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My Greatest Fear as a Writer

I’m going to share with you my greatest fear as a writer:

That I am not good enough.

My fear is that I am not good enough to tell my own story. That I can’t live up to the story inside me. That I’m not a good enough storyteller to get it right, to get you to see what I see. To do justice to the thing the muse has gifted me with.

But I take heart in the fact that I am not alone in this. I am a story structure junkie. I love reading books about story structure. But from time to time, I prefer to read books about an author’s experience of writing. Books like Anne Lamott’s Bird by Bird, Stephen King’ s On Writing, or Natalie Goldberg’s Writing Down the Bones.

And the theme of inadequacy runs deep in all these books. Not that they truly think themselves incapable or inadequate, but even the most successful writers have moments of doubt. Moments of thinking this isn’t the right gig for them or that they’re just faking their way through and no one has noticed yet.

But these moments aren’t reality. Check this out:

We are all apprentices in a craft where no one ever becomes a master.”

—Ernest Hemingway

Who hasn’t studied Hemingway in everything from high school literature class to college-level writing courses? And even he says, “we are all apprentices.” That includes himself.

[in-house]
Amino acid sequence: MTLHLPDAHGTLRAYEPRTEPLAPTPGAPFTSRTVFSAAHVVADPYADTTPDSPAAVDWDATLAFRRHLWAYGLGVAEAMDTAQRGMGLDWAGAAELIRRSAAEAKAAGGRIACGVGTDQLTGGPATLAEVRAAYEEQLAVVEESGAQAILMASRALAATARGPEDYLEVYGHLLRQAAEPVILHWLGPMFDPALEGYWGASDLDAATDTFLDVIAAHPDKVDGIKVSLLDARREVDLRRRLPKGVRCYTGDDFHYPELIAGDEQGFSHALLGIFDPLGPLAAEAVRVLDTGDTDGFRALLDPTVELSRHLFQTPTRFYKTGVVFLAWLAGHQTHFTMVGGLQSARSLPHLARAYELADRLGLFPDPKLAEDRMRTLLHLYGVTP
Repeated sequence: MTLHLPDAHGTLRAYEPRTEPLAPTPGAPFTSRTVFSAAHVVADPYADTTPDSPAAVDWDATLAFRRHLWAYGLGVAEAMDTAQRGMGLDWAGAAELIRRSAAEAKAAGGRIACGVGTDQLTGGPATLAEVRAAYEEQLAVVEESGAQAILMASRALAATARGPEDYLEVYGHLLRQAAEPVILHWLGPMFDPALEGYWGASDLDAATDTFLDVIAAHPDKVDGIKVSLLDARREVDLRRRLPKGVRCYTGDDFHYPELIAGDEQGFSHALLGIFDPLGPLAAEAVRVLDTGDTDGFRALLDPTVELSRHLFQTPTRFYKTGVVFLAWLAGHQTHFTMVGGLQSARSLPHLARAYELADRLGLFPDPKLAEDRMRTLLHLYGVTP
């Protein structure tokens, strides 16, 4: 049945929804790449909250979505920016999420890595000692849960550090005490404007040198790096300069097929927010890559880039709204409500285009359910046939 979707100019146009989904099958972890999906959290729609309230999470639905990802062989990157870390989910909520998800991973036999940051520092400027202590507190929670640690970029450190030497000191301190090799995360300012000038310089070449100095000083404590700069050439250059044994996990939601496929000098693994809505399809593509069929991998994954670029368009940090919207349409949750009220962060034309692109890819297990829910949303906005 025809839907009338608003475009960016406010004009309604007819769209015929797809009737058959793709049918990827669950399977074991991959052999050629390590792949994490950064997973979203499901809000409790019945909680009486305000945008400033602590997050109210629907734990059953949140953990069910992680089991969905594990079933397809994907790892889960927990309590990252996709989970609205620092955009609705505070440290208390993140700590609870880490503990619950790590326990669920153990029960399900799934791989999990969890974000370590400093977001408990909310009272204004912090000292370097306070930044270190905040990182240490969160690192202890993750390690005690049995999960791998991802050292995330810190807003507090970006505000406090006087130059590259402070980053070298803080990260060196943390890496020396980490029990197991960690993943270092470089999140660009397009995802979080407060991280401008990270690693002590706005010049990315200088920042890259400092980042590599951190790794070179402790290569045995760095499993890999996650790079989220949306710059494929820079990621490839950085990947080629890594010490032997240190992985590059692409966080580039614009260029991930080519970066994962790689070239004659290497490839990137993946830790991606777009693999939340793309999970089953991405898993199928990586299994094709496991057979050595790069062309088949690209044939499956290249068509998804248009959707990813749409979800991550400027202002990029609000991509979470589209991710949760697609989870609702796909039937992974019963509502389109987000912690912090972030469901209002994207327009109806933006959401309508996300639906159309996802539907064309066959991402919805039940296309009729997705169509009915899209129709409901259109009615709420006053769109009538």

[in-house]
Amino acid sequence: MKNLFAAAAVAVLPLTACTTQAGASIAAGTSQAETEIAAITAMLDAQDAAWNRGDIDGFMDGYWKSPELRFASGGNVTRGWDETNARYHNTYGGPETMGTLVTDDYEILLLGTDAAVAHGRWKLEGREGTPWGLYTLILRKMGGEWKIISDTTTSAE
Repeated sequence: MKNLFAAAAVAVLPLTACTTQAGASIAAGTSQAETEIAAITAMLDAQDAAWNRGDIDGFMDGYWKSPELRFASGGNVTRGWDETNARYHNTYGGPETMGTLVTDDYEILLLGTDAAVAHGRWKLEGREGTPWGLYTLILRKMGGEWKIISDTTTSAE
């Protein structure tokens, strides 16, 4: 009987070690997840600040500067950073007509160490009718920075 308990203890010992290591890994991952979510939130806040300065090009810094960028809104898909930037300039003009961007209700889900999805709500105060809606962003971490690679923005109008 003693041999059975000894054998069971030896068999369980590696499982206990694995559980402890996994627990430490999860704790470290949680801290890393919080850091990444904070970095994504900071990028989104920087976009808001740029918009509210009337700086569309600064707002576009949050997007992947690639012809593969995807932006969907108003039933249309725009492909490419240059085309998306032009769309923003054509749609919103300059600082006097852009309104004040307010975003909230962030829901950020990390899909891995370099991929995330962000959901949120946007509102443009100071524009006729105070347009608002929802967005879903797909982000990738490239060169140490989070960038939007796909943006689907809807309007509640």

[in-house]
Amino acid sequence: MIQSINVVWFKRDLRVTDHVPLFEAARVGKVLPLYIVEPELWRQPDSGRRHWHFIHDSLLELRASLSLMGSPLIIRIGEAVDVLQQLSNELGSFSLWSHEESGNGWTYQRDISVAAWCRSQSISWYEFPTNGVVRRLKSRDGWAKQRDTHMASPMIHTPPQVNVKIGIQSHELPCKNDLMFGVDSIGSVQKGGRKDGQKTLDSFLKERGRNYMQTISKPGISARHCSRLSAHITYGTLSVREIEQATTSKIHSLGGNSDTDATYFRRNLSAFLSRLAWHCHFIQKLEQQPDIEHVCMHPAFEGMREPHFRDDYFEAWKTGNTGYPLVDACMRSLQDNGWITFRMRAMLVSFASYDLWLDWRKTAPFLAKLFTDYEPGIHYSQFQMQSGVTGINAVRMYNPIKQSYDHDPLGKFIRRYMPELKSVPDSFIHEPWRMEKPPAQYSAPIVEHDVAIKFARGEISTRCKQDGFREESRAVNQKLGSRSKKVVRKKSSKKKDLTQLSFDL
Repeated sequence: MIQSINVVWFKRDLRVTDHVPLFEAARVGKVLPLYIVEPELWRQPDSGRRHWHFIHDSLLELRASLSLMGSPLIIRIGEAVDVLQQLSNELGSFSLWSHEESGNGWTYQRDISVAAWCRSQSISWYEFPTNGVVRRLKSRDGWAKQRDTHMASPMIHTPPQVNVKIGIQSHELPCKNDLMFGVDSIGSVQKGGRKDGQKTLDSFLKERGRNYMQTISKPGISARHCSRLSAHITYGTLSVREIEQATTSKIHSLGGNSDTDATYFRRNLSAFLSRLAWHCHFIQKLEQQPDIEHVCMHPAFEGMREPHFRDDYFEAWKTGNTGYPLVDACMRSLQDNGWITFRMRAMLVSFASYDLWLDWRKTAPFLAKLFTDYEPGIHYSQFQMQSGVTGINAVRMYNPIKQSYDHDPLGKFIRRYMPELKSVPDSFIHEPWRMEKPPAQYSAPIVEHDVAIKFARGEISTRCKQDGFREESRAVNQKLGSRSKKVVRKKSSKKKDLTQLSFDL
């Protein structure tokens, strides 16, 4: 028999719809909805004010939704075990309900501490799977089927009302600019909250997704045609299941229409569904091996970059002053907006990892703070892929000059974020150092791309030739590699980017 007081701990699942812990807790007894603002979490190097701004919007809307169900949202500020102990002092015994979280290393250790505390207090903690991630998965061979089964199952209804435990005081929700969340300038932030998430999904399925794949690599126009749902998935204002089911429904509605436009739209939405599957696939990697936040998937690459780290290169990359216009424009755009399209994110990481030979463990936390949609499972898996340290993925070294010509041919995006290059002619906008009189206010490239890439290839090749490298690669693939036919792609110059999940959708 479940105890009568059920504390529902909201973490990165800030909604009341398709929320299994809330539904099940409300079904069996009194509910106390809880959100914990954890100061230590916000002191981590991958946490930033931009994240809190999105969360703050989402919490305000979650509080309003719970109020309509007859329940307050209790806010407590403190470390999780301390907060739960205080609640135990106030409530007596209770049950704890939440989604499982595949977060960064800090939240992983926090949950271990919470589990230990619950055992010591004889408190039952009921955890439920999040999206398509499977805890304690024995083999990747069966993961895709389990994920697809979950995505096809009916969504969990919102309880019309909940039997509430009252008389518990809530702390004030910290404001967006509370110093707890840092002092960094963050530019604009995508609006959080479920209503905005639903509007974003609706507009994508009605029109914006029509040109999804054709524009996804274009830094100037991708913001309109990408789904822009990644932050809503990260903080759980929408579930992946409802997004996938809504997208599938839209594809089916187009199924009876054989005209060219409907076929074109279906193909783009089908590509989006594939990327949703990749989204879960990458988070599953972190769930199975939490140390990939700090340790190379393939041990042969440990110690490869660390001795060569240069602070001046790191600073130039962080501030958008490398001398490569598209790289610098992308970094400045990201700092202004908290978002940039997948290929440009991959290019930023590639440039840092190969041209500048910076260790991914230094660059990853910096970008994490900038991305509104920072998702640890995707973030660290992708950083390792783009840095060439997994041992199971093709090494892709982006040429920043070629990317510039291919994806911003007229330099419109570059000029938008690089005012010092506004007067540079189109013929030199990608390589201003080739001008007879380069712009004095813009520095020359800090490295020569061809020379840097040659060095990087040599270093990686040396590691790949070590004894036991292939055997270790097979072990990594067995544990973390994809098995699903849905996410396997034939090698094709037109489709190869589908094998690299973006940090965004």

The true difference between the novice and the accomplished (published) writer, is that the novice lets mistakes stop her. The accomplished writer knows mistakes are part of the process. Falling down is what happens before getting up. It’s a necessary component. You must fall down to stand up.

One thing that helps is to give myself permission to write badly. I tell myself that I’m going to do my five or 10 pages no matter what, and that I can always tear them up the following morning if I want. I’ll have lost nothing—writing and tearing up five pages would leave me no further behind than if I took the day off.”

—Lawrence Block

And part of “standing up” is sitting at your desk each day. You can neither fail nor succeed if you don’t sit down to write. You can’t even know if it’s going to be a “bad” day if you haven’t let it be a day at all. Failing is progress. Not showing up is the only true way to not progress.

All successful writers, all successful bloggers, and all successful people show up every single day. Whether it’s “fun” or not. Whether it’s a good day or bad. Whether they end up with something to show for it, or just put in the practice that leads to the next good day. They show up. They sit down. They hold the pencil to the paper or let their fingers hover above the keys. And they hold themselves there for as long as they said they would.

No matter how much you doubt yourself, you’ve got to show up.

How do you show up in your writing practice?

Writing a book is a horrible, exhausting struggle, like a long bout of some painful illness. One would never undertake such a thing if one were not driven on by some demon whom one can neither resist nor understand.”

—George Orwell

Becca Borawski Jenkins
Writer & Editor
Becca Borawski Jenkins is an editor, writer, and writing coach. She is currently the Managing Editor at both The Whole Life Challenge and StrongFirst. She specializes in building authority and readership through high-quality content. She also coaches private clients, does developmental editing for non-fiction book projects, and ghostwrites for a variety of story-telling projects she can’t tell you anything about (but that are super, super fun).
Published inInspiration & Quotations
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